Could video kill the car sales executive?

Video firm predicts shift from car sales to forecourt productions 

Dealer sales executives and technicians could be replaced by video relationship managers and technical presenters within the next five years as video becomes the number one business tool for the automotive industry.
That’s according to research carried out by global automotive video technology specialist CitNOW, which has published in a White Paper entitled ‘How video has changed the face of the automotive industry forever’.
Its study of video’s role in the industry reveals that the retailer will always remain crucial to the process. However, the rapid adoption of video services by the industry plus advancing mobile device technology and the anticipated introduction of super-fast 5G indicates that the car-buying landscape will change immeasurably by 2020.
Among the key findings in its White Paper are:
–          Some 86% of dealers said that video had positively impacted on customer retention
–          Meanwhile, 88% of used car sales and 70% of new car sales were completed within four weeks using video
–          CitNOW’s 315,000 emails and 33,000 SMS’s per week deliver an open rate of a whopping 70%, compared with an automotive industry standard average of just 30.7% and an average of 23% across all industries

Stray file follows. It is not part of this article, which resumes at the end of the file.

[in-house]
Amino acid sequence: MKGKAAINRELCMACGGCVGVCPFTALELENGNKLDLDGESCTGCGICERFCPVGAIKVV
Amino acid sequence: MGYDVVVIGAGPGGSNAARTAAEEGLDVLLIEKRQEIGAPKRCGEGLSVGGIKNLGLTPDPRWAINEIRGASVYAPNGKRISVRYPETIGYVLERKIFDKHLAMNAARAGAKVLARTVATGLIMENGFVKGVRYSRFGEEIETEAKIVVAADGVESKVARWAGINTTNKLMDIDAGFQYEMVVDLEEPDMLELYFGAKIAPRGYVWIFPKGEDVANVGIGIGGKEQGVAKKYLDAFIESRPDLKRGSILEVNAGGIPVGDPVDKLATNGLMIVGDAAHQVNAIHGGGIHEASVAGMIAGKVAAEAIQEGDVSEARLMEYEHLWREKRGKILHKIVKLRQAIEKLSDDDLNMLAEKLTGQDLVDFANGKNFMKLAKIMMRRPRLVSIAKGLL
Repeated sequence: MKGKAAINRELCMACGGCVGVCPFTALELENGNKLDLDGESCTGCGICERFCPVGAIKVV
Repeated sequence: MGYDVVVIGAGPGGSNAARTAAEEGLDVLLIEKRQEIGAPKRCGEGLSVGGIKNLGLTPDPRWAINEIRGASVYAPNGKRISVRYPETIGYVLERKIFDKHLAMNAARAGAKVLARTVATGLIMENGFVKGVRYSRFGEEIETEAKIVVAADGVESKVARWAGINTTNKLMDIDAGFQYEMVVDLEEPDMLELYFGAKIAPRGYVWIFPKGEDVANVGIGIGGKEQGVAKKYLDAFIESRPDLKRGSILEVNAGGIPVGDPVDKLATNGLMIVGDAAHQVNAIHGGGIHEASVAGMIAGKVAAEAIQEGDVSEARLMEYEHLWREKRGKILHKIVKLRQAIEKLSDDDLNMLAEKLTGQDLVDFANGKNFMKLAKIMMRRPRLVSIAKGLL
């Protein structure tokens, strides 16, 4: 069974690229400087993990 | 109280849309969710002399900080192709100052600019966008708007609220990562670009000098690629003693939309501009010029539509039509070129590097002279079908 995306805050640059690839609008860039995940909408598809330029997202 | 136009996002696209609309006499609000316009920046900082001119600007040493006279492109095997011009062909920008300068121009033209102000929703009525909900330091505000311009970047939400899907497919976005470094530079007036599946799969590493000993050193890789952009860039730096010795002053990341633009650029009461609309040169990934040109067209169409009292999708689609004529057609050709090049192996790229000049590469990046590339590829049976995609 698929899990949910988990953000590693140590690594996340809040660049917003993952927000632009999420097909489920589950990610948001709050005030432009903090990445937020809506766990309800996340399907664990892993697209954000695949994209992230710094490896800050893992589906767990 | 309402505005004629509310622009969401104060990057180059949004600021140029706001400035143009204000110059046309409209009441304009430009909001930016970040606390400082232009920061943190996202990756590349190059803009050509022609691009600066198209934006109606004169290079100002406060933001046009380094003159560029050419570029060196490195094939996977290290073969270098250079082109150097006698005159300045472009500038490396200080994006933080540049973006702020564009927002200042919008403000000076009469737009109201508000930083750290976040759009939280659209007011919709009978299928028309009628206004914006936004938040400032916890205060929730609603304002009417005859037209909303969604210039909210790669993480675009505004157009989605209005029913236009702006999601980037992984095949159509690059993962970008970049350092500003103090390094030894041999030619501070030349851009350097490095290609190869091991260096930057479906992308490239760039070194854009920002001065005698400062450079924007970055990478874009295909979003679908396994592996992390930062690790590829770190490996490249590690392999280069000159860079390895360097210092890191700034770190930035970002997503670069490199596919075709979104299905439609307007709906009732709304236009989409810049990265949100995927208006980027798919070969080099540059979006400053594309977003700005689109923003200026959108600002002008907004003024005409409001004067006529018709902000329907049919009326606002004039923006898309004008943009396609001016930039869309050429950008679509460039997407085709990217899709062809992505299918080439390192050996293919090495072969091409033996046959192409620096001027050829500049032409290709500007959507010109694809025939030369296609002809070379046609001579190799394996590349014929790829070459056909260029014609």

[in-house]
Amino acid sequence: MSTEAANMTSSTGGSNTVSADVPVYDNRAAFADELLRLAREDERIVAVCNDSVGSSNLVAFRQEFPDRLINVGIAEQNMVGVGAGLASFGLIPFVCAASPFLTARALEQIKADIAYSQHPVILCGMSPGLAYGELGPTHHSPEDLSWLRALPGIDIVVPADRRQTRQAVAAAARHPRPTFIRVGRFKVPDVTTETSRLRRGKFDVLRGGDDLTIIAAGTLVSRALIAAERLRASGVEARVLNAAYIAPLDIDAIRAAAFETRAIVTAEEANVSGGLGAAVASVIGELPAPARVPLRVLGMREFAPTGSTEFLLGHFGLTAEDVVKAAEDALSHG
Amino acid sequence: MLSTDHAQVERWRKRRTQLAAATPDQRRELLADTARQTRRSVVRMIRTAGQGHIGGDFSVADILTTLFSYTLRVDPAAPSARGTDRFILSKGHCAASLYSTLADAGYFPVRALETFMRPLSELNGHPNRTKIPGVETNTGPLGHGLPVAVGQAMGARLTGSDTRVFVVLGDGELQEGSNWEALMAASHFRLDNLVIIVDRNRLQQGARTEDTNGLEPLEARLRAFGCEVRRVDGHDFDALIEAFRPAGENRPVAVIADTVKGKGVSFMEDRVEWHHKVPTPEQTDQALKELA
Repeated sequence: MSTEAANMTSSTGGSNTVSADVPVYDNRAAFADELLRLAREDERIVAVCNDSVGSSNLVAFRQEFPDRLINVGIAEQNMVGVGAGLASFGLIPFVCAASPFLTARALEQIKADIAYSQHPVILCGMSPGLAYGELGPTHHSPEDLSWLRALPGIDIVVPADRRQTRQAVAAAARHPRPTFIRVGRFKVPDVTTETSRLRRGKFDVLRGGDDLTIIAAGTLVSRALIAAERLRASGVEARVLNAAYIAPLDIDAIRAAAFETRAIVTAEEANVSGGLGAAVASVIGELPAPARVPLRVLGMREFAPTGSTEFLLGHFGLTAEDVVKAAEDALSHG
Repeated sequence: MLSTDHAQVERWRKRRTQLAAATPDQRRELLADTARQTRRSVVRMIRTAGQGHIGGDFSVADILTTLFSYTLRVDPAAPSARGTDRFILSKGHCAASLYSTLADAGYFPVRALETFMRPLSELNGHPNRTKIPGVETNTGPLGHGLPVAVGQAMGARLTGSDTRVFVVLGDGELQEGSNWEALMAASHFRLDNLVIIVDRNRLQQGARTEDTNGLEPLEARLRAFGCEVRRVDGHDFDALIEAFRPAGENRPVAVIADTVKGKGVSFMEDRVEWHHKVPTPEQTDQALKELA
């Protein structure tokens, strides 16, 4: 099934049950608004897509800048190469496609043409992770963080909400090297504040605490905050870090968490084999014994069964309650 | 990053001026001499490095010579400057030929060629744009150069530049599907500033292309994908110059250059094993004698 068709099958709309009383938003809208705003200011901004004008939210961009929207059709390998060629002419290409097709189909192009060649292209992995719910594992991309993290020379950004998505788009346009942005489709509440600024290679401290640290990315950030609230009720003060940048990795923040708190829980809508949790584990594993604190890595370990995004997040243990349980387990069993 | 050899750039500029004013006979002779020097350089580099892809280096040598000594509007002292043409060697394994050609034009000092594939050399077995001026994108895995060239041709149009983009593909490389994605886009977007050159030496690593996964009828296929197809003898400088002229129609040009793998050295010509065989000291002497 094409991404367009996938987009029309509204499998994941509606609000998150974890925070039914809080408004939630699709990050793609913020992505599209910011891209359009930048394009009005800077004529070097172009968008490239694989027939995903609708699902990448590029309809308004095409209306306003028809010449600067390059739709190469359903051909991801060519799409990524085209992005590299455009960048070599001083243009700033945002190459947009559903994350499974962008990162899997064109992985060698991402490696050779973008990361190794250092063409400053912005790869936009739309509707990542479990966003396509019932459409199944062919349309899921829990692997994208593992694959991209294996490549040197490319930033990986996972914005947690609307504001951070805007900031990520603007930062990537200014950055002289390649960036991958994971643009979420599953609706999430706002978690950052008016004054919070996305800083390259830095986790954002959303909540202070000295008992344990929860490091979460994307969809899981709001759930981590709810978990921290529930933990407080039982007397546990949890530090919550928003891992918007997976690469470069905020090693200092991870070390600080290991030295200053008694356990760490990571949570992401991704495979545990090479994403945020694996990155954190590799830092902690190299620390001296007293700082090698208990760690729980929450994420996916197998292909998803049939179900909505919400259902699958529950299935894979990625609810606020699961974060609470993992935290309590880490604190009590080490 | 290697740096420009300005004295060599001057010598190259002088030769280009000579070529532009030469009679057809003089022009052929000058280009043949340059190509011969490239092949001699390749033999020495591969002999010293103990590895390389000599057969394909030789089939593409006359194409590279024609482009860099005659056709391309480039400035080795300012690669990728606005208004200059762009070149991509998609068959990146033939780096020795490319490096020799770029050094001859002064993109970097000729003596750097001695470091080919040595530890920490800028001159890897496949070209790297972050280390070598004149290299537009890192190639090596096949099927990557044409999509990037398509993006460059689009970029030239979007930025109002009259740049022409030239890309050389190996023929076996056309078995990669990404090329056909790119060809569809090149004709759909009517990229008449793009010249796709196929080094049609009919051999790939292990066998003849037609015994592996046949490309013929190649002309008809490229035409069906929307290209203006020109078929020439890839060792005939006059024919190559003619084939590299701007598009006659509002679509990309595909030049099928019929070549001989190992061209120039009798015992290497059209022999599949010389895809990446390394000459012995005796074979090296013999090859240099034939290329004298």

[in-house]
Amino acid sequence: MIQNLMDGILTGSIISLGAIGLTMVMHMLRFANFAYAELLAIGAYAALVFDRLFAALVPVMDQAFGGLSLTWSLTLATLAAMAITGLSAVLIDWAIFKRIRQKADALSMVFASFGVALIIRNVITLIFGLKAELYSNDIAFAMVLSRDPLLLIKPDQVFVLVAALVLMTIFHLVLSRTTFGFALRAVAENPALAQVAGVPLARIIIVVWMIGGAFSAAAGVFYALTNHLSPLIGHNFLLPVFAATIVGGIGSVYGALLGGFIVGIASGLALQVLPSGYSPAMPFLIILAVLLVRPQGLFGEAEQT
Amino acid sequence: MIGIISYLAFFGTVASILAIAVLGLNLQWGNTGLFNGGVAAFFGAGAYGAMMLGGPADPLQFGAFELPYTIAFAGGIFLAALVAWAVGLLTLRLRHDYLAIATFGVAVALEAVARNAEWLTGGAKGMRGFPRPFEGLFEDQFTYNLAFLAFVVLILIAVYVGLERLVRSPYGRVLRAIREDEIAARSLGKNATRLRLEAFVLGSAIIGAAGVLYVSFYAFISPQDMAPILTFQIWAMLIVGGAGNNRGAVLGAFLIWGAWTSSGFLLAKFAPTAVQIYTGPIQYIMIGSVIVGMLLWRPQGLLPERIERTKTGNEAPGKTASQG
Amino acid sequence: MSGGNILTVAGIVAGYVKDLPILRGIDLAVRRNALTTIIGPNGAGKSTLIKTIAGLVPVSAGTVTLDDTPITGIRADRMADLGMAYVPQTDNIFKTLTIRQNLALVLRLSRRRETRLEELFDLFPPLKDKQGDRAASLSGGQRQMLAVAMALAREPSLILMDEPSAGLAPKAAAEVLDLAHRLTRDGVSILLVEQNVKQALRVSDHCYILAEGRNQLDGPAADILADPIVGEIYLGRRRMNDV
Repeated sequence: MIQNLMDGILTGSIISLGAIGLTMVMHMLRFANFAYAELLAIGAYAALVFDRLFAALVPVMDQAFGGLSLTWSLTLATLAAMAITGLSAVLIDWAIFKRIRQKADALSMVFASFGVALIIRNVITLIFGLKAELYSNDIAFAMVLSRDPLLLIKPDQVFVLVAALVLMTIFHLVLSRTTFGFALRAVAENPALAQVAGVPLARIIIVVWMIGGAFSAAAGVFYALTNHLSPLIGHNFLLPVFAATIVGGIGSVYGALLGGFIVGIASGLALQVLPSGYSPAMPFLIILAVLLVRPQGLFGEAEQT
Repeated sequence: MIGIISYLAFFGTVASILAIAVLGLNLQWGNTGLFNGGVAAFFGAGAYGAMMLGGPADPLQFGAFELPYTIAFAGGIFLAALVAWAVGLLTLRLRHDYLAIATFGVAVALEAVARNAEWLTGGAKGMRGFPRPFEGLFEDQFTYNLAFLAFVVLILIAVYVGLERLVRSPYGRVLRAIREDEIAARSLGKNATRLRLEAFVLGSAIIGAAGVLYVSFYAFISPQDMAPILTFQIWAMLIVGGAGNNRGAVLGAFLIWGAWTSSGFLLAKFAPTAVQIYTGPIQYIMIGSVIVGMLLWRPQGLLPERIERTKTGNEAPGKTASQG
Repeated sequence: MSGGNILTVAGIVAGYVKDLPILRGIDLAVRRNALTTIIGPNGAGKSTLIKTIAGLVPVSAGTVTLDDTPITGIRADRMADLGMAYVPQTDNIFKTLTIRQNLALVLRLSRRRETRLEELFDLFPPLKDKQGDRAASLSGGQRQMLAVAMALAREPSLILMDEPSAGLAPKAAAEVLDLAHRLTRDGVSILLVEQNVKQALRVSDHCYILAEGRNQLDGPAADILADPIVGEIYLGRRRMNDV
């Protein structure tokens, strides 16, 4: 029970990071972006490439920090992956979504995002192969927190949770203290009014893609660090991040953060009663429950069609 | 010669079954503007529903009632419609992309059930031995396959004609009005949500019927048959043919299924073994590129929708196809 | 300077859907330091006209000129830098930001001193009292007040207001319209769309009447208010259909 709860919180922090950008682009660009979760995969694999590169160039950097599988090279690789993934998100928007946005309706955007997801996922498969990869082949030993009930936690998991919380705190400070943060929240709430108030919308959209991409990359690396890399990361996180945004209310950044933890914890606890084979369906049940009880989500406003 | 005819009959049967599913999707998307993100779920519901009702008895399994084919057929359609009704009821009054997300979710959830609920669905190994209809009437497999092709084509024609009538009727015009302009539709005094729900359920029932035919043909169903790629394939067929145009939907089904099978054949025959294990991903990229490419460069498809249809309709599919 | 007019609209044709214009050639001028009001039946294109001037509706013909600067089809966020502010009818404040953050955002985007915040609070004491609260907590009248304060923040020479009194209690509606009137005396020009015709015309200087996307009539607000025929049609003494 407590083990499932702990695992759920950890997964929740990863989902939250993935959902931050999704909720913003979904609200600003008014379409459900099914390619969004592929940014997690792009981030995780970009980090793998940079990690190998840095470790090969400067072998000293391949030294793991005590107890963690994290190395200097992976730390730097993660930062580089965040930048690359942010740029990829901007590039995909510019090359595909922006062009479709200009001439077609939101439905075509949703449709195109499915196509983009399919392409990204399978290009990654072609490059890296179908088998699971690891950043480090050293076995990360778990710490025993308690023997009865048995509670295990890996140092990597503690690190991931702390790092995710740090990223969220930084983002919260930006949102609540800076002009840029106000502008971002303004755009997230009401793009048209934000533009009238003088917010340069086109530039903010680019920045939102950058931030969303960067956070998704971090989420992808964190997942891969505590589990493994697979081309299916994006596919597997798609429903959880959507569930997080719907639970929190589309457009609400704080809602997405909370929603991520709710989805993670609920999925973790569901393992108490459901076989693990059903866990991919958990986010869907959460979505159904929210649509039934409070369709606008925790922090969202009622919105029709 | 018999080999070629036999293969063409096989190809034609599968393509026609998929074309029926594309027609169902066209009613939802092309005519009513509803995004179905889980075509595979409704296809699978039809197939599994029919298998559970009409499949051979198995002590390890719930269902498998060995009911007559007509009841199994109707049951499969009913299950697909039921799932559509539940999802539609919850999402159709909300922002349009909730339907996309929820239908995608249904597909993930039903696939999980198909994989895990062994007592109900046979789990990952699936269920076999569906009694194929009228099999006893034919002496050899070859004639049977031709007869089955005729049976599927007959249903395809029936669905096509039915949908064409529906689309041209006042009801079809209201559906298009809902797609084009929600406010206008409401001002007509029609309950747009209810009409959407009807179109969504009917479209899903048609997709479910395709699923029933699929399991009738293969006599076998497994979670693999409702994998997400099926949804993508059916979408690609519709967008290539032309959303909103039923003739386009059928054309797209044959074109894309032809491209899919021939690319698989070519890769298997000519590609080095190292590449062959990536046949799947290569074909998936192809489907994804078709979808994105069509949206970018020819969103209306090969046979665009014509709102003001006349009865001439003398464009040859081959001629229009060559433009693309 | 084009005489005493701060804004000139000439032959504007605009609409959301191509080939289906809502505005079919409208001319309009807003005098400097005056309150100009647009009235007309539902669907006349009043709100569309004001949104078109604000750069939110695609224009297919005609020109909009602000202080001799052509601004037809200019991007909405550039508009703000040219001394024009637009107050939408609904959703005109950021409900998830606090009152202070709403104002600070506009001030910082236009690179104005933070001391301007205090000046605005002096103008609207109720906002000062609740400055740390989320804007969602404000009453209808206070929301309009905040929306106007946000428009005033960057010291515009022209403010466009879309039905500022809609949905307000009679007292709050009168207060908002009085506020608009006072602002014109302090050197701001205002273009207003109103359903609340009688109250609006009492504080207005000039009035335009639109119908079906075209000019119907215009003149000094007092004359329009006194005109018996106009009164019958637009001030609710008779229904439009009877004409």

CitNOW CEO Alistair Horsburgh said: “At the moment, the industry is in its First Phase where it is embracing the benefits of video as a revenue and profit driver.
“But, as video enters its Second Phase, the customer will be expecting a video rather than an impersonal email, text or letter, as video facilitates a two-way conversation.
“Video will be integrated into every customer touch point. Its convenience and transparency will see the best dealers and manufacturers dramatically improve their Customer Retention figures.
“It will become a core pillar of an OEM’s CSI strategy; a driver of a brand’s marketing strategy.
“Driven by the consumer, video will have made the motor industry unrecognisable in the next five years.”